Lutheran Church in America (ELCA), reminds us that Advent is a time to be
present and still, to be aware of the promise to come.
CHICAGO – The Rev. Elizabeth A. Eaton, presiding bishop of the Evangelical Lutheran Church in America (ELCA), has issued the following statement in response to the decision to move the U.S. Embassy in Israel from Tel Aviv to Jerusalem.
December 6, 2017
I am deeply disturbed to learn of the Trump administration's plans to move the U.S. Embassy in Israel away from Tel Aviv to Jerusalem. The ELCA has long held the view that a negotiated, final status agreement, including a "shared Jerusalem," must be reached without unilateral actions by any party that would prejudice the outcome of negotiations.
This unilateral action would not support the cause of peace and a two-state solution, but rather would unnecessarily create further tensions and possible violence that would make efforts to bring them back together for talks much more difficult. As my brother in Christ and colleague, Bishop Munib Younan of the Evangelical Lutheran Church in Jordan and the Holy Land, has often said, the security of Israelis depends on the freedom of Palestinians and the freedom of Palestinians depends on the security of Israelis. This proposed action would make both more insecure.
To proceed with this plan will only further isolate our nation from the global movement for a just peace for Jews, Christians and Muslims alike in the region and our church's policy that seeks an end to the occupation, an end to terrorism and violence, and, ultimately, the establishment of a viable, contiguous Palestinian state. Since the announcement is one of intentions, I call upon the president to rescind this plan and instead continue to focus on our nation's ability to contribute constructively toward a peaceful settlement of the conflict between Israelis and Palestinians. Along with other interreligious partners, I continue to stand ready to discuss with the president ways to reach a peaceful settlement of the Israeli-Palestinian conflict.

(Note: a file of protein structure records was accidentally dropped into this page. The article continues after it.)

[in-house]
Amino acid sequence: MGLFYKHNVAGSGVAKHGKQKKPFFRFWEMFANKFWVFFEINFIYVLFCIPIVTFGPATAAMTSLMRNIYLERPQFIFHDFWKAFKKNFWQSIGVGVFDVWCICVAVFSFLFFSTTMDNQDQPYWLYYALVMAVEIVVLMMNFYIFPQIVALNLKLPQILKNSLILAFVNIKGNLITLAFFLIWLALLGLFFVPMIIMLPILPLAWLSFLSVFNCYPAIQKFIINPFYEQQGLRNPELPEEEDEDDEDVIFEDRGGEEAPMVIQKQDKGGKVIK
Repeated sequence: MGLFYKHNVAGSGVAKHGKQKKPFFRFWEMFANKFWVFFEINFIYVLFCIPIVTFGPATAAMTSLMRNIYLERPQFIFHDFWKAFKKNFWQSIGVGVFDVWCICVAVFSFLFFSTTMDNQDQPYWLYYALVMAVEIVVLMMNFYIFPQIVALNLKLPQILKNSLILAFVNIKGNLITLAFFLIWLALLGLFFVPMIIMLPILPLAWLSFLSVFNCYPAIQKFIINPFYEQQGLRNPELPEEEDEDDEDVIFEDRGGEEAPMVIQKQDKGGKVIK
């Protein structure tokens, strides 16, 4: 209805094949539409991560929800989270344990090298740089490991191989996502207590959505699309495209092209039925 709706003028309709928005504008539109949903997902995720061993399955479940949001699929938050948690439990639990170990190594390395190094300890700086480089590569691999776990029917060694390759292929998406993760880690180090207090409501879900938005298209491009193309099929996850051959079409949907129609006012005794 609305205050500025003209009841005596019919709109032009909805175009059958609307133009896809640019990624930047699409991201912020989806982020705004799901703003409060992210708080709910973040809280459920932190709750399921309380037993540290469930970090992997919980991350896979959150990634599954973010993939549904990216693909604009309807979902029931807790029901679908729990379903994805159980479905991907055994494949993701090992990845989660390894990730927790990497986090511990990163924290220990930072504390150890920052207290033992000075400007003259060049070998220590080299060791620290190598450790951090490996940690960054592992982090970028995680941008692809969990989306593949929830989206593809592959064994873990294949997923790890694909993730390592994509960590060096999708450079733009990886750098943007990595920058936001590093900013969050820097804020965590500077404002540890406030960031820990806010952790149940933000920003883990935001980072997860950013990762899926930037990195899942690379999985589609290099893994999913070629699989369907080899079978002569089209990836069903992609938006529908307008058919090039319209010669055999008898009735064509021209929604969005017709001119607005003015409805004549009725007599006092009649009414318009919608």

The Rev. Elizabeth A. Eaton Presiding Bishop Evangelical Lutheran Church in America
- - - About the Evangelical Lutheran Church in America: The ELCA is one of the largest Christian denominations in the United States, with more than 3.5 million members in more than 9,200 congregations across the 50 states and in the Caribbean region. Known as the church of "God's work. Our hands," the ELCA emphasizes the saving grace of God through faith in Jesus Christ, unity among Christians and service in the world. The ELCA's roots are in the writings of the German church reformer Martin Luther.
For information contact: Candice Hill Buchbinder 773-380-2877 Candice.HillBuchbinder@ELCA.org